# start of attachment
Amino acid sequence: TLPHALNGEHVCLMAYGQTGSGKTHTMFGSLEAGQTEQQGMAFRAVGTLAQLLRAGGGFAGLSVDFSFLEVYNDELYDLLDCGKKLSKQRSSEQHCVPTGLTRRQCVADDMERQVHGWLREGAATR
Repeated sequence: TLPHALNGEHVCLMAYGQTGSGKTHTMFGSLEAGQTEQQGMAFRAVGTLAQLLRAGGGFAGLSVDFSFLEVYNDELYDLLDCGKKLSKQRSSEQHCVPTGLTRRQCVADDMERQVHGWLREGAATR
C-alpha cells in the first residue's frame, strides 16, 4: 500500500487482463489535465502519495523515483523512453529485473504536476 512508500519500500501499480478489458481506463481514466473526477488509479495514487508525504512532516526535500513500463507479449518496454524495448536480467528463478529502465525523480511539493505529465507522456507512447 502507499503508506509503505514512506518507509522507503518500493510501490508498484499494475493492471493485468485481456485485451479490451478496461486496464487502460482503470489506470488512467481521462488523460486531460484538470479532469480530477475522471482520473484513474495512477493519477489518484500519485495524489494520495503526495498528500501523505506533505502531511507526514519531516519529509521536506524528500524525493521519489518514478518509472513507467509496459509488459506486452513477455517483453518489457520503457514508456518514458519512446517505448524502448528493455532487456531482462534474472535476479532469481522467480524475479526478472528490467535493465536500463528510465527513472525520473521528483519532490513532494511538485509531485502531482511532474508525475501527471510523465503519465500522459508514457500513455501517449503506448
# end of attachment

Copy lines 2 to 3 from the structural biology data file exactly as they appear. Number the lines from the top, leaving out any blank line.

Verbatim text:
Repeated sequence: TLPHALNGEHVCLMAYGQTGSGKTHTMFGSLEAGQTEQQGMAFRAVGTLAQLLRAGGGFAGLSVDFSFLEVYNDELYDLLDCGKKLSKQRSSEQHCVPTGLTRRQCVADDMERQVHGWLREGAATR
C-alpha cells in the first residue's frame, strides 16, 4: 500500500487482463489535465502519495523515483523512453529485473504536476 512508500519500500501499480478489458481506463481514466473526477488509479495514487508525504512532516526535500513500463507479449518496454524495448536480467528463478529502465525523480511539493505529465507522456507512447 502507499503508506509503505514512506518507509522507503518500493510501490508498484499494475493492471493485468485481456485485451479490451478496461486496464487502460482503470489506470488512467481521462488523460486531460484538470479532469480530477475522471482520473484513474495512477493519477489518484500519485495524489494520495503526495498528500501523505506533505502531511507526514519531516519529509521536506524528500524525493521519489518514478518509472513507467509496459509488459506486452513477455517483453518489457520503457514508456518514458519512446517505448524502448528493455532487456531482462534474472535476479532469481522467480524475479526478472528490467535493465536500463528510465527513472525520473521528483519532490513532494511538485509531485502531482511532474508525475501527471510523465503519465500522459508514457500513455501517449503506448